Wigan is a town and metropolitan borough in Greater Manchester, England. In 1974 the town of Wigan and its surrounding districts were merged into Wigan Borough, and detached from Lancashire to become part of the Greater Manchester region.
Wigan is a Celtic town that was known as Coccium, meaning "the red fort". The town's etymology is uncertain but many sources say it is named after a Keltic man named Wigan, whereas some sources say it is from Welsh gwyg "vetch". Whatever the meaning, one thing is certain - this is a historical town.
The town grew rapidly during the Industrial Revolution, a period that transformed all of North West England, which became famous for its mills and mines. Wigan mainly produced cotton and clothing in the mills, and many of them still survive today. Coal was mined at Ashton-in-Makerfield (still referenced in the modern-day street name Slag Lane) which was in the urban district of Ashton-in-Makerfield (back then it was separate from Wigan).
Wigan Pier is a wharf on the Leeds & Liverpool Canal, made famous by George Orwell's novel, The Road to Wigan Pier. It is located in the town and is now a major tourist attraction.
Singer, ukulele player and comedic actor George Formby was born in Wigan in 1904 and the local accent is evident in his performances. He had immense success in the music hall and on screen and radio in the 1930s and 1940s, initially just in the UK, but later worldwide. His distinctive shabby-chic style and humorous ditties remain recognisable and popular among many Britons. There is a statue commemorating Formby's achievements in the town's Grand Arcade shopping centre.
Nowadays, it is mostly a town known for its heritage and nightlife, with the Robin Retail Park the town's most successful.
Liverpool John Lennon Airport is almost equidistant but best accessible from Wigan by train to Liverpool Lime Street and then connecting bus to the airport. This could take 2 hours or more.
The town has two railway stations:
- Wigan North Western Station is run by Virgin Trains and has services to London Euston (2h15m), Glasgow Central and regional services with 3 per hour to Liverpool (23 miles), 1 per hour to Blackpool (27 miles), 3 per hour to Preston, and 3 per hour to Warrington. Wigan is approximately 16 miles north west of Manchester.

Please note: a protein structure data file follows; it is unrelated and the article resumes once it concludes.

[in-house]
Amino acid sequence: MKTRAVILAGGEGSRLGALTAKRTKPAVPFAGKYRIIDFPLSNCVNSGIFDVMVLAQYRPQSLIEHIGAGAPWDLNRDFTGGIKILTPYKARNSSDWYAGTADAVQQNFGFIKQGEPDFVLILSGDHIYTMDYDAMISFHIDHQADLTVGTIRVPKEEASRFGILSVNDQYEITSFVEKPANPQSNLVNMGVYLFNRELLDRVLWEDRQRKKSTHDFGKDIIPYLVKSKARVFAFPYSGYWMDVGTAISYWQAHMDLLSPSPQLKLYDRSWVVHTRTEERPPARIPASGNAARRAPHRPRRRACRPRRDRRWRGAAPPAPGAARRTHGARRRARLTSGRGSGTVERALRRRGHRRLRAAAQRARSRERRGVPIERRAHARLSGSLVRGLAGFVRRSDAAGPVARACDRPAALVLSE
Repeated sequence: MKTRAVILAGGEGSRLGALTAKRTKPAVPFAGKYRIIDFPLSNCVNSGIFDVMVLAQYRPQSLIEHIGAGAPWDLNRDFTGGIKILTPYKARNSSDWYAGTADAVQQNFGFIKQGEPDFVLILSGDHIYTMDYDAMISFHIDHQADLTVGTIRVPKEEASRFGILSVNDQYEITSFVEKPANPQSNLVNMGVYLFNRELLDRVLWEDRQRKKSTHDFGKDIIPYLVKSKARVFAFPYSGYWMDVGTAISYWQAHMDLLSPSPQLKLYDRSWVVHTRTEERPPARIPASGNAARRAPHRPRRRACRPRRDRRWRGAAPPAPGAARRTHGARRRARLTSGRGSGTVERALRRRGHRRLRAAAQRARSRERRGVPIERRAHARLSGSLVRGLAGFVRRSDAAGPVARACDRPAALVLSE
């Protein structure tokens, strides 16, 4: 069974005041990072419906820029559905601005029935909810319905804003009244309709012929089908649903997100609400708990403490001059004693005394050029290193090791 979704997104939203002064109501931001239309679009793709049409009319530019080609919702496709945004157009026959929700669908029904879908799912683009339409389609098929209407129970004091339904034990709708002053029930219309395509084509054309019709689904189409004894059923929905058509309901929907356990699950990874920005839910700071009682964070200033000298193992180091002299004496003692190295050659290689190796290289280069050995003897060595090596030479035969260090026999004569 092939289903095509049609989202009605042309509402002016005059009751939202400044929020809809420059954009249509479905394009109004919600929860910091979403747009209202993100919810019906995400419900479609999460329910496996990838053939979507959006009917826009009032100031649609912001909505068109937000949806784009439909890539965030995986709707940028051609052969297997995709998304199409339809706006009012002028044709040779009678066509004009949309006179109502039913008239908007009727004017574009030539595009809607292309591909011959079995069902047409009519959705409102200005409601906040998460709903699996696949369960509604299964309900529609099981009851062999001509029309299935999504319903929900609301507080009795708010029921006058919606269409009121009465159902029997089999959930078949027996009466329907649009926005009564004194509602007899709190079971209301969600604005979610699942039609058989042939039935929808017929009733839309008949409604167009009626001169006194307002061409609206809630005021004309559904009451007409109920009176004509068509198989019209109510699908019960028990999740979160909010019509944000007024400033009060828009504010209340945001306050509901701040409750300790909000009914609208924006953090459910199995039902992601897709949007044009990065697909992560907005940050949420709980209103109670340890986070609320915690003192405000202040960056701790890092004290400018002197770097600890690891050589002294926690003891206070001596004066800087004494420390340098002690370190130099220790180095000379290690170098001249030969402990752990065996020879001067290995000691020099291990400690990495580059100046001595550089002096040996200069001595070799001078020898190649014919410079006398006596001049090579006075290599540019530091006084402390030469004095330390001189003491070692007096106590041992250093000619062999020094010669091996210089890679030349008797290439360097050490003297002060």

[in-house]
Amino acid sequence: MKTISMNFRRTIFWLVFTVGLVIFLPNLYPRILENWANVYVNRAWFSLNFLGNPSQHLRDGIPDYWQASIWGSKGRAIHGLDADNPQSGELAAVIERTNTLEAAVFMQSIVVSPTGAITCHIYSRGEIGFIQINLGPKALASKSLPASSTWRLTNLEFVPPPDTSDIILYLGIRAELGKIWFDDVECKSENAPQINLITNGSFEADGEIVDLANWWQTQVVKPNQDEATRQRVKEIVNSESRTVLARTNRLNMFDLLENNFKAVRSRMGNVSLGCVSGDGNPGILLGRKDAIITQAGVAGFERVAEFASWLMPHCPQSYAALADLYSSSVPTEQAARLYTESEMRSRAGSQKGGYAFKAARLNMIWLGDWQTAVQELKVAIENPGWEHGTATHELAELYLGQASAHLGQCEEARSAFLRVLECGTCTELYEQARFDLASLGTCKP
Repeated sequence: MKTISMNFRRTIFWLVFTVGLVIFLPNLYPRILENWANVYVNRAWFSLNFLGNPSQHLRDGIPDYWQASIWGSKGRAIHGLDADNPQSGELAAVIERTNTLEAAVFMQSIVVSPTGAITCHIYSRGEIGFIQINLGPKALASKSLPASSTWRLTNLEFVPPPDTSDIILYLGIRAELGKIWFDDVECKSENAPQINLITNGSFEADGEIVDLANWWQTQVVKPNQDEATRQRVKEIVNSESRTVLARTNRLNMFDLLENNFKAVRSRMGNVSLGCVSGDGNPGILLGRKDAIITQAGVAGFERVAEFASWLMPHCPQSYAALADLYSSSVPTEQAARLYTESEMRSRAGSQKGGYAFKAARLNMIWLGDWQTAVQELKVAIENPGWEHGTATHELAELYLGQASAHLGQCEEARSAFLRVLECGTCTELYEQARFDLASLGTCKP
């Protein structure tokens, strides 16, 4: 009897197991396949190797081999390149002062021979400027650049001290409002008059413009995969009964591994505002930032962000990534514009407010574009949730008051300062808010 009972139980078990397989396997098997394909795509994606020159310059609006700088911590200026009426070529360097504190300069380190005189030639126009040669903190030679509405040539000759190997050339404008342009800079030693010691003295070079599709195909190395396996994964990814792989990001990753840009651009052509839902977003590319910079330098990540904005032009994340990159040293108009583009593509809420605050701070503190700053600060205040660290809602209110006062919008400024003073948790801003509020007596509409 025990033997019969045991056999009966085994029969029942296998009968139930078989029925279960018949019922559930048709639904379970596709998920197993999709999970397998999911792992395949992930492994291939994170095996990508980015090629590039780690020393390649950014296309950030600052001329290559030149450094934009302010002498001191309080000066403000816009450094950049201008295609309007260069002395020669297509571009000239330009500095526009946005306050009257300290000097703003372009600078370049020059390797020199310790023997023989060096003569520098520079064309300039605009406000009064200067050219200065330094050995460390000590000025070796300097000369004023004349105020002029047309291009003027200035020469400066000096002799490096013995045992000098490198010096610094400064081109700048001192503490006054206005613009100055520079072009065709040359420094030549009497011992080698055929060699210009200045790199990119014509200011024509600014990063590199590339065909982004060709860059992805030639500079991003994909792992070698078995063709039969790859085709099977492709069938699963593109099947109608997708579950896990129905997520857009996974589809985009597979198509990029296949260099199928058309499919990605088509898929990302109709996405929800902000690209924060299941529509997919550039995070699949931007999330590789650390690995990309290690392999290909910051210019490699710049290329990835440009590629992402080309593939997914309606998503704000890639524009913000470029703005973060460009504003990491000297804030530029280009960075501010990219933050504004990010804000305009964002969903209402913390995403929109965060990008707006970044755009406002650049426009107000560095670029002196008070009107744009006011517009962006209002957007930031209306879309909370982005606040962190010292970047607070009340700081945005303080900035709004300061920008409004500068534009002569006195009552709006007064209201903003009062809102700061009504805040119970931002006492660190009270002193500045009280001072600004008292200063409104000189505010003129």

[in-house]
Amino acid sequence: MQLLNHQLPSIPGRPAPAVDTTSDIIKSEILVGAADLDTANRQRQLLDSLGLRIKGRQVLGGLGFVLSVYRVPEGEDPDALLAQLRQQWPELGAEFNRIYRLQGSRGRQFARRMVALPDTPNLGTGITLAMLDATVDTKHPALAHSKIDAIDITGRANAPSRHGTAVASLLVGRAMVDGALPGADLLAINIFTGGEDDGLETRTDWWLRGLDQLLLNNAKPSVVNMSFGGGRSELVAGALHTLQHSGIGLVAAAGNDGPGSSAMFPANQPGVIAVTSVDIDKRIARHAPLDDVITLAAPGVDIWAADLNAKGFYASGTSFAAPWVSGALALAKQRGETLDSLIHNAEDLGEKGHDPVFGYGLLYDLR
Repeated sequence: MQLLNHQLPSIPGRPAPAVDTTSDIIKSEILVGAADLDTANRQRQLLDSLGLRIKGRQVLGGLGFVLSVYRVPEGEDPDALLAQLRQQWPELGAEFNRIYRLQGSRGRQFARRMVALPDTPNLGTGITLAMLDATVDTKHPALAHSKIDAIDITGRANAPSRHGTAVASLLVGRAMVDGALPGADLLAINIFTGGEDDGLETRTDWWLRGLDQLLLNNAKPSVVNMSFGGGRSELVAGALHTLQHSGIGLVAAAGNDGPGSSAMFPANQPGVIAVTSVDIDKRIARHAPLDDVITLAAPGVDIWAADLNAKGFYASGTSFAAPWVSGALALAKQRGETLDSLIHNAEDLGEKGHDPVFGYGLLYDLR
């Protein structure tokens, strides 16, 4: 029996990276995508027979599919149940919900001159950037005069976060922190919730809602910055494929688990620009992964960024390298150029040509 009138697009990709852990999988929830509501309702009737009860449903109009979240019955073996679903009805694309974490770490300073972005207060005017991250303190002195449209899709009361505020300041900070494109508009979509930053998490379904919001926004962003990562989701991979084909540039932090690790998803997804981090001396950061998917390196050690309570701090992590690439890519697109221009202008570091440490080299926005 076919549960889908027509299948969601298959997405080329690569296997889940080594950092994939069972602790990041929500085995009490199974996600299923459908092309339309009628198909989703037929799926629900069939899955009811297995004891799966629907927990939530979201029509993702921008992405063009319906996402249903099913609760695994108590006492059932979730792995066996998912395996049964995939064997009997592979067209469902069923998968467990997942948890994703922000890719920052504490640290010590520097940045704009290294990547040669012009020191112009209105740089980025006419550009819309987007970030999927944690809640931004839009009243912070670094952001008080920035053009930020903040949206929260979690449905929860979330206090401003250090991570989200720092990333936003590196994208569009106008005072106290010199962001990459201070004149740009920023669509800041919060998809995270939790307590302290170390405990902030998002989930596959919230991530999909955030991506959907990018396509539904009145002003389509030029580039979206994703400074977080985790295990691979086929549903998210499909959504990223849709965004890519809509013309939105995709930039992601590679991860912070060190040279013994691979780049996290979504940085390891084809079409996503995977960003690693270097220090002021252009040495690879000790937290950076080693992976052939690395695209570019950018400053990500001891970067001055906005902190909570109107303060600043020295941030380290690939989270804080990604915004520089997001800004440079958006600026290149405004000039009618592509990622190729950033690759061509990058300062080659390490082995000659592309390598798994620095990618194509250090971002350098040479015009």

- Wigan Wallgate Station, which is run by Northern Rail and Transport for Greater Manchester, deals with local services with 5 trains per hour to Manchester, Bolton, Salford and Rochdale. Suburban rail stations of Wigan, Bolton, Salford, Manchester and Rochdale are also served.
The M6 runs north-south through the Wigan districts of Orrell, Standish and Ashton in Makerfield. The M61 is also nearby, the nearest exit being J6. This will take you via rural Westhoughton in Bolton Borough and then through to Aspull in Wigan Borough and into Wigan town centre. The M58 provides quick and easy road access to Liverpool.
Wigan is well served by buses from around Greater Manchester and beyond, including direct services (daytime estimates, evening & Sundays will vary) to Manchester (every 30 mins from Wigan, every 20 mins from Leigh and hourly peak from Lowton), Salford (every 15 minutes), The Trafford Centre (every 30 minutes) Bolton (every 7–8 minutes), Chorley (every 15 minutes), St Helens (every 15 minutes), Warrington (every 30 minutes), Skelmersdale & Ormskirk (20 minutes) and Preston (hourly).
This is alongside local high frequency services to Kitt Green, Worsley Hall, Platt Bridge, Orrell, Pemberton, Leigh, Hindley, Ince, Higher Folds, Hawkley Hall, Ashton in Makerfield, Golborne, Lowton, Tyldesley and Atherton in the Wigan Borough. Most services operating in the Wigan Borough and out to Bolton, Salford, Manchester and the Trafford Centre are operated by First Manchester or SLT.
Other services operating beyond Greater Manchester are operated by Arriva, Prestonbus, Strawberry or Stagecoach, the exceptions being some local services to Golborne and daytime routes to Bolton. First Manchester operates a Sunday 113 between Wrightington and Wigan only as it does not extend out of Greater Manchester into Preston or Lancashire on Sunday.
The borough is large and spreads across with Ashton In Makerfield and Golborne in the south to Appley Bridge and Standish in the north, Leigh and Tyldesley in the east to Pemberton and Orrell in the west. It has some 305,000 residents and is the second largest of Greater Manchester's boroughs, after Manchester. The bus network is generally your best bet, but there are taxis and several suburban railway stations in the borough, such at Pemberton, Orrell, Bryn, Gathurst, Appley Bridge, Ince, Hindley, Hag Fold and Atherton.
If you don't want to stray from the town centre, you can easily get around on foot without too many problems, though some find Wallgate and Standishgate a little hilly. Wigan walking directions can be planned online with the walkit.com  walking route planner.